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Advances in Dermatology and Allergology/Postępy Dermatologii i Alergologii
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vol. 30

Case report
Scleromyxedema: a rare disorder and its treatment difficulties

Sandra Koleta Koronowska
Agnieszka Osmola-Mańkowska
Oliwia Jakubowicz
Ryszard Żaba

Postep Derm Alergol 2013; XXX, 2: 122–126
Online publish date: 2013/04/12
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Scleromyxedema (SM) is a rare progressive cutaneous mucinosis usually associated with a systemic involvement and paraproteinemia. It was first defined by Arndt and Gottron (1954) [1], then redefined by Rongioletti and Rebora (2001), as a disease characterised by a generalised papular and sclerodermoid eruption, monoclonal gammopathy (mostly Ig-l paraproteinemia) and a triad of histological features: presence of mucin deposition within the upper and mid reticular dermis, fibroblast proliferation and fibrosis with the absence of a thyroid disorder [2] (Figure 1).

Scleromyxedema is a severe disorder that may be fatal. It is characterised by an excessive deposition of mucin in the connective tissue [3]. The deposits may stimulate the synthesis of collagen and glycosaminoglycans [1]. As a result, lichenoid papules are formed which cause thickening and hardening of the tissue [4]. Scleromyxedema has a chronic, disabling course because it is often associated with a systemic involvement of internal organs. Scleromyxedema is thought to have three main clinicopathological subsets: local, generalised and atypical [3]. The generalised form is often referred to as the “generalised lichen myxedematosus”, and its course is much more severe than that of the other forms (Figure 2).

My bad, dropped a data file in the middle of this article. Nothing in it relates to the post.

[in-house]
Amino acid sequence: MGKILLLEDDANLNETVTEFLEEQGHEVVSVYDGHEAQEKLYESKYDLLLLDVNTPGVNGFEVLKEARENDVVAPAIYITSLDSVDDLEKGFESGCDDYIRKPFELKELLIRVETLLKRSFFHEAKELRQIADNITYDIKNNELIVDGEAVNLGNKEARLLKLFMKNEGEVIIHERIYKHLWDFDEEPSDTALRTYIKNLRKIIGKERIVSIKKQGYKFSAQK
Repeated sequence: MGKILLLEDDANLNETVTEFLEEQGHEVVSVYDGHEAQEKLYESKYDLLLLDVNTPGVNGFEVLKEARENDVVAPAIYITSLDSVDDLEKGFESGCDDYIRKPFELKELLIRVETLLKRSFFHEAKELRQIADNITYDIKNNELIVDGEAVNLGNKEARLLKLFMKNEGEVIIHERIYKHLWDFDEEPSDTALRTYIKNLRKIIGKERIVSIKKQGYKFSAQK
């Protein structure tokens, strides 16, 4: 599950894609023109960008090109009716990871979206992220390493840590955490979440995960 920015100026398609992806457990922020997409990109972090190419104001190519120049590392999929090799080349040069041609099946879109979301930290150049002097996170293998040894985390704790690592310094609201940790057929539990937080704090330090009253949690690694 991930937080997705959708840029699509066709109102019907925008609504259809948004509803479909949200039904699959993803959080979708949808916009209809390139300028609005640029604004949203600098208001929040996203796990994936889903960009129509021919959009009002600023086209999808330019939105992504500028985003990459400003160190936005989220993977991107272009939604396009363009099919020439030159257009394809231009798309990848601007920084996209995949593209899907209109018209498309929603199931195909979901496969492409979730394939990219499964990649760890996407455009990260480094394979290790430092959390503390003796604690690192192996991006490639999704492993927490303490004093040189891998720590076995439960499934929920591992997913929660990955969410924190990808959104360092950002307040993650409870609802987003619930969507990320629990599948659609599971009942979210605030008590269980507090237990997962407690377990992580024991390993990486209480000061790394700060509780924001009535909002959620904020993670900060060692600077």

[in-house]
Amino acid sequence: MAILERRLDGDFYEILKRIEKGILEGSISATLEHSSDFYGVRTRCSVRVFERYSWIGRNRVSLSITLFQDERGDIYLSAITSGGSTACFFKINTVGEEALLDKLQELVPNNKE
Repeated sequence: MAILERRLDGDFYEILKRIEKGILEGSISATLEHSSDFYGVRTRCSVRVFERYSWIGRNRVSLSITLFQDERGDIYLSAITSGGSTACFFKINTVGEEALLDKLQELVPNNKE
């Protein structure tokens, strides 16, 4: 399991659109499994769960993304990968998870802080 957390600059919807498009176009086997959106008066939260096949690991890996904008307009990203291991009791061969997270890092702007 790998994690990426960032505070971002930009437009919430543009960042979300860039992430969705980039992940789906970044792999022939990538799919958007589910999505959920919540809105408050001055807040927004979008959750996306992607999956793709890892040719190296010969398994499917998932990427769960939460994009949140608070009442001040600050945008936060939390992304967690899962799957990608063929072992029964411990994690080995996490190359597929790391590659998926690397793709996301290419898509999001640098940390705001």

The prevalence of SM is equal in men and women. No standard treatment exists as the rarity of the disease has prevented the execution of controlled therapeutic trials. Until 2009, only 150 cases of patients suffering from scleromyxoedema were reported [5].

The skin appears to be elephant-like and forms linear folds. The papules tend to group in the neck and forehead area. Histopathological examination reveals numerous mucin deposits in papules and sclerotic malformations, which consist of thickened collagen fibres. The mucin deposits are subtle in these lesions [1].

Numerous internal manifestations may occur in SM [6-8] (Table 1).

Case report

We report a case of a 38-year-old man with a 1.5-year history of scleromyxedema typically associated with light chain l IgG monoclonal gammopathy. He was first hospitalized in February 2011 due to severe pruritus of his feet and shanks, elbow, and carpal joint pain and sclerodactyly. Simultaneously erythema and small papules appeared on the skin of his face.

Cutaneous examination revealed small, symmetric, disseminated papules (of 1 mm in diameter). Waxy and firm papules were localised mainly on both arms. The patient also presented excessive and diffuse thickening of the skin on the face, especially surrounding the lips, which later led to facial expression impairment.